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John’s Horror Corner: A Nightmare on Elm Street 2: Freddy’s Revenge (1985), a sequel with a very different story to tell.

August 26, 2015

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MY CALL: This sequel maintains everything we love about Freddy while delivering a very different (however sloppily told) story. I think it’s a worthy sequel even if not comparable to the original…after all, so few sequels are. MOVIES LIKE Freddy’s Revenge: First off, you should first see the original A Nightmare on Elm Street (1984). Other classics everyone should see include Poltergeist (1982; discussed at length in our podcast episode #16) and The Texas Chainsaw Massacre (1974), The Hills Have Eyes series (1977). For more recent horror with a similar sense of humor try Wishmaster (1997) and Hatchet (2006).

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With the original written and directed by Wes Craven (Cursed, Deadly Friend, Deadly Blessing), our new director Jack Sholder (Wishmaster 2, The Hidden) has some big shoes to fill. Thankfully, much as with Clive Barker’s step back after the first Hellraiser (1987) film, the original writer/director (Craven) contributed to the writing of this sequel. And further similar to Hellbound: Hellraiser II (1988), Freddy’s Revenge continues where the original left off (5 years later anyway) but advanced with a unique storyline clearly separating this second installment as more than simply a rehashing of the first with a different set of victims.

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Opening as playfully as the original ended, an obvious nightmare depicts a school bus ride gone wrong accompanied by some effects that could only be described as silly by today’s standards—yet I still love them. Clearly this sequel has brought every bit of humor from the original, and then added more of its own—but we also maintained the dark and dire evil aspects. From his very introduction Freddy laughs noticeably more frequently in this film as his malicious and cruel humor cuts into our moral fiber. This notion was a trend set in part 1, but now Freddy has a new dark desire; he wants Jesse (Mark Patton) to kill for him now!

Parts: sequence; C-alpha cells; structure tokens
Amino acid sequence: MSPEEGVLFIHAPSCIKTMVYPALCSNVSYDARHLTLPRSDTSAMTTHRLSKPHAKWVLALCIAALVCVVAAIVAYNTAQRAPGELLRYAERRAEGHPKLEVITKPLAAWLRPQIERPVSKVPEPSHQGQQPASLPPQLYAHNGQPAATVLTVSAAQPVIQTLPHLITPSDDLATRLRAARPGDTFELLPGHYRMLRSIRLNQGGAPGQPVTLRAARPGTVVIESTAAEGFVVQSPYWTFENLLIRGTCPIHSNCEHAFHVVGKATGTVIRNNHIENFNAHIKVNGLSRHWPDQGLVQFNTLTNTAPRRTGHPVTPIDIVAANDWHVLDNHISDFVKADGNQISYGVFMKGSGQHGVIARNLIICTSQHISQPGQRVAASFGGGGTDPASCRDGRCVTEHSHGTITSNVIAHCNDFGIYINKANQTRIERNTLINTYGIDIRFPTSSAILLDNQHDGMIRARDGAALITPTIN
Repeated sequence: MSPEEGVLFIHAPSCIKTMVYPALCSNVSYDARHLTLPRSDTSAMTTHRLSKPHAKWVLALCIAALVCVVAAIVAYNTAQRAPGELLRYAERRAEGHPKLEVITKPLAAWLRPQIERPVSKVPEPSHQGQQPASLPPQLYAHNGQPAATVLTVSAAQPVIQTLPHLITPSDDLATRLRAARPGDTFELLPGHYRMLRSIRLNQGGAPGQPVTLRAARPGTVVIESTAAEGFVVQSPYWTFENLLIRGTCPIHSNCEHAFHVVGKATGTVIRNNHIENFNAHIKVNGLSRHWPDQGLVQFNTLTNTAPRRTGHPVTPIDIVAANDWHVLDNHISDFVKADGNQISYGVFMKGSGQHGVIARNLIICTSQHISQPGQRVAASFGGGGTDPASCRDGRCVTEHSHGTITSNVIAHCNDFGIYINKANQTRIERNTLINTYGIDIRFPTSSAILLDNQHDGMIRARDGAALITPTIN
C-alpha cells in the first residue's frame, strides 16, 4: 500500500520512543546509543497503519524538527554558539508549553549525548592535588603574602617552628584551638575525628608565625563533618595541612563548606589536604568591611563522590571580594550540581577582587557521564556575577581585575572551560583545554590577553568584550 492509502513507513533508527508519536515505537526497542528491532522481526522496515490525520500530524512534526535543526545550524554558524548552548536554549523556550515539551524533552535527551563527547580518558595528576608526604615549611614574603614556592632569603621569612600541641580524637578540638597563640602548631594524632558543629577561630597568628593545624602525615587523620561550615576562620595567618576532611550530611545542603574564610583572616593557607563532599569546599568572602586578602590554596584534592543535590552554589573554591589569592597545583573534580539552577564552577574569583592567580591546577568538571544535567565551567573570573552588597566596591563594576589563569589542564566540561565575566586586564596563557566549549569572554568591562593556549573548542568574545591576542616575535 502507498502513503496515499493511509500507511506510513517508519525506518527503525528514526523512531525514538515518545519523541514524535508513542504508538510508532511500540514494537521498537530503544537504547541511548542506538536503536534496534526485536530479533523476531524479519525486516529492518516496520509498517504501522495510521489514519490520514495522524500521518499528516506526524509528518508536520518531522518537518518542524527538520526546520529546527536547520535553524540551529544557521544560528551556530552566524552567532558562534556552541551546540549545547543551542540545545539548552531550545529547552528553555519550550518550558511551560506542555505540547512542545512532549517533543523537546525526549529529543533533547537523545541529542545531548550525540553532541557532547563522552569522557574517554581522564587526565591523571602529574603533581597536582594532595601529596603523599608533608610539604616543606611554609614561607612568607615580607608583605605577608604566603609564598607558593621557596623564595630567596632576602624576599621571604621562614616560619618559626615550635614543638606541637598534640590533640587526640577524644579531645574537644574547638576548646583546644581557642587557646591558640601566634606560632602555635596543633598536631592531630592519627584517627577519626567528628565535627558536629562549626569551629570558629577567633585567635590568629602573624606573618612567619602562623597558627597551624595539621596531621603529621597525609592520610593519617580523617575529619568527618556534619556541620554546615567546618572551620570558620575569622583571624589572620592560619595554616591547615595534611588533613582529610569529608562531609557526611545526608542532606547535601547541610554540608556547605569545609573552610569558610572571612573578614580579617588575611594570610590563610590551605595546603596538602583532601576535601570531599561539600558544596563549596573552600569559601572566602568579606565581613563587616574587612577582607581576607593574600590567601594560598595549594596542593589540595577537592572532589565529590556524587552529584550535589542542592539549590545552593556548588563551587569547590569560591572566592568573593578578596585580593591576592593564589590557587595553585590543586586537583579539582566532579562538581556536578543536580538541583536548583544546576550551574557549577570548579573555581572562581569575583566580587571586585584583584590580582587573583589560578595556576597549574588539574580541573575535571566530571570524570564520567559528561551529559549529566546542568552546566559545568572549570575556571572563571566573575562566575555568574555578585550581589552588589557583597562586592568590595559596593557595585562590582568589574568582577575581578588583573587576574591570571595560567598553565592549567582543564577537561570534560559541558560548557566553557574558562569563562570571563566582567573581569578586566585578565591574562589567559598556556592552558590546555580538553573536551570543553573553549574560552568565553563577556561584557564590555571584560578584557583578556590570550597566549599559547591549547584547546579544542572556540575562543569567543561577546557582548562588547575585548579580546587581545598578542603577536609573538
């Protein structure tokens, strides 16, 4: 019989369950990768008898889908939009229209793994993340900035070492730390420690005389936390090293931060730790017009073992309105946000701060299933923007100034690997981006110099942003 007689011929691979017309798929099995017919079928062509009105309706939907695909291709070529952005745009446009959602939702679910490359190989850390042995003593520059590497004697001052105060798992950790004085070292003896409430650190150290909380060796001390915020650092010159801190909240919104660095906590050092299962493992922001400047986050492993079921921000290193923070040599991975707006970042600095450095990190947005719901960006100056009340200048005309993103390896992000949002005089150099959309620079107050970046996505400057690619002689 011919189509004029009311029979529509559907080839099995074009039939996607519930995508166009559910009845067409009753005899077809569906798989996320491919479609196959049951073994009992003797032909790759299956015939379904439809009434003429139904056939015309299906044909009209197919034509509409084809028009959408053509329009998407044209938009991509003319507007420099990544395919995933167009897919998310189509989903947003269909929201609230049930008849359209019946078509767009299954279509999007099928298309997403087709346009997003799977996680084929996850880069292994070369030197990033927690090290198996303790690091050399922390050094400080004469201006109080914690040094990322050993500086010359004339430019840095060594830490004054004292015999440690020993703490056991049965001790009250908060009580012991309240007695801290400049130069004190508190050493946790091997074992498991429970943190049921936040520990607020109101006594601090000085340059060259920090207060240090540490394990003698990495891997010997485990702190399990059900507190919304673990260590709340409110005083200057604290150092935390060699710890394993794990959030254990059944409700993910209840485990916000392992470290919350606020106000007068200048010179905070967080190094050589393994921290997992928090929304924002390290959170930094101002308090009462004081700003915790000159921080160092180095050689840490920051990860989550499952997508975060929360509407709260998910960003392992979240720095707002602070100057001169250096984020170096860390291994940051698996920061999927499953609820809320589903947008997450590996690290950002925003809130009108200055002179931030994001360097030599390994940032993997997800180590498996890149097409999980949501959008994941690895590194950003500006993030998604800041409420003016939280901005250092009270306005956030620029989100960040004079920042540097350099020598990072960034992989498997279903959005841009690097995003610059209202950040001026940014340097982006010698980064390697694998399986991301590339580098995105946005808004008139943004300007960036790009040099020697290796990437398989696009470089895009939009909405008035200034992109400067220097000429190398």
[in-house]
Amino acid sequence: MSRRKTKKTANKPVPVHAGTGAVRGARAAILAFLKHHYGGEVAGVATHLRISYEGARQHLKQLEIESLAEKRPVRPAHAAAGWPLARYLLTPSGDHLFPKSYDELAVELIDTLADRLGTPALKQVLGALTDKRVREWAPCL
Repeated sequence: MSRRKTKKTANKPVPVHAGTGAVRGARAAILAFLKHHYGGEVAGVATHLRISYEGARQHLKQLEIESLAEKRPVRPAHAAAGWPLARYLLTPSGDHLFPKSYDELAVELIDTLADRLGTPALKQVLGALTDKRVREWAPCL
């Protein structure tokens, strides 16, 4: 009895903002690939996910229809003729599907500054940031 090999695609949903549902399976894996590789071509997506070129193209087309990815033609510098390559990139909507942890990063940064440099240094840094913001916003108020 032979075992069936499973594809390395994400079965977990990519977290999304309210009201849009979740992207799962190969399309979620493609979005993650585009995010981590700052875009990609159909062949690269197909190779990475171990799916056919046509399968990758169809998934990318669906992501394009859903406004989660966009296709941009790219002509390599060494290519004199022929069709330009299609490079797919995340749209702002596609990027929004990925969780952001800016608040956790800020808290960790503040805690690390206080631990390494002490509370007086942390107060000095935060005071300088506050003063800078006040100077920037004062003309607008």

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The new kid attending the same school as part 1’s victims, Jesse learns that his family has moved into the very house in which Nancy (Heather Langenkamp) killed Freddy five years ago. The timeline offers a new student body of potential victims including classmates Lisa (Kim Myers; Hellraiser: Bloodline) and Ron (Robert Rusler; Weird Science, Sometimes They Come Back, Vamp).

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Things get more than a little weird in this sequel. At one point Jesse wanders off to an “alternative lifestyle” bar of sorts (or some metal/biker bar with some BDSM undertones) and encounters his gym coach (Marshall Bell; Total Recall), who takes him back to the school gym to run laps and shower it off. During this surreal sequence, his coach is killed. I was 100% certain this zaniness was a dream, but apparently I was wrong. On top of that, at one point a finch becomes murderous and kills its mate before attacking Jesse’s father and then exploding for no apparent reason; no one questions this as unnatural. Speaking of weird, Freddy seems to be crossing over into reality on his own accord, which seems to violate the rules we once learned about him.